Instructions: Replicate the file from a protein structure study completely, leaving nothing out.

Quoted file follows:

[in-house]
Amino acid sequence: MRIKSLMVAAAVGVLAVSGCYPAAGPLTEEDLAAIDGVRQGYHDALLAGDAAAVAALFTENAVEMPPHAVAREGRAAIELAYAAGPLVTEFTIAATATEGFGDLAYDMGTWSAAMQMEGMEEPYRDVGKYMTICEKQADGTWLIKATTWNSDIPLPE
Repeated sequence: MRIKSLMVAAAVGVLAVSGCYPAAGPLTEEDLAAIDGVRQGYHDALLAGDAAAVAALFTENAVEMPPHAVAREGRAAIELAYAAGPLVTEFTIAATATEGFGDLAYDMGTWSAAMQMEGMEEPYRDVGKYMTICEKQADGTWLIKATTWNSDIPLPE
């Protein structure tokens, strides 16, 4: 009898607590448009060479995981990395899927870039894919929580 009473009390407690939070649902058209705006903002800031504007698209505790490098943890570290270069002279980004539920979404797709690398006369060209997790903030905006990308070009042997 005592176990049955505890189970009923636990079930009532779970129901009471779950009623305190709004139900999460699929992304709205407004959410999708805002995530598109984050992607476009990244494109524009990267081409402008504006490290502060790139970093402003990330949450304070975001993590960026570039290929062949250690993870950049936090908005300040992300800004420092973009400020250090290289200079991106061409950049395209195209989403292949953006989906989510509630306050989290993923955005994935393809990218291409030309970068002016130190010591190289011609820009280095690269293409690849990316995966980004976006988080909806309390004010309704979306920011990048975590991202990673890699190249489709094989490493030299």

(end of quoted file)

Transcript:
[in-house]
Amino acid sequence: MRIKSLMVAAAVGVLAVSGCYPAAGPLTEEDLAAIDGVRQGYHDALLAGDAAAVAALFTENAVEMPPHAVAREGRAAIELAYAAGPLVTEFTIAATATEGFGDLAYDMGTWSAAMQMEGMEEPYRDVGKYMTICEKQADGTWLIKATTWNSDIPLPE
Repeated sequence: MRIKSLMVAAAVGVLAVSGCYPAAGPLTEEDLAAIDGVRQGYHDALLAGDAAAVAALFTENAVEMPPHAVAREGRAAIELAYAAGPLVTEFTIAATATEGFGDLAYDMGTWSAAMQMEGMEEPYRDVGKYMTICEKQADGTWLIKATTWNSDIPLPE
């Protein structure tokens, strides 16, 4: 009898607590448009060479995981990395899927870039894919929580 009473009390407690939070649902058209705006903002800031504007698209505790490098943890570290270069002279980004539920979404797709690398006369060209997790903030905006990308070009042997 005592176990049955505890189970009923636990079930009532779970129901009471779950009623305190709004139900999460699929992304709205407004959410999708805002995530598109984050992607476009990244494109524009990267081409402008504006490290502060790139970093402003990330949450304070975001993590960026570039290929062949250690993870950049936090908005300040992300800004420092973009400020250090290289200079991106061409950049395209195209989403292949953006989906989510509630306050989290993923955005994935393809990218291409030309970068002016130190010591190289011609820009280095690269293409690849990316995966980004976006988080909806309390004010309704979306920011990048975590991202990673890699190249489709094989490493030299």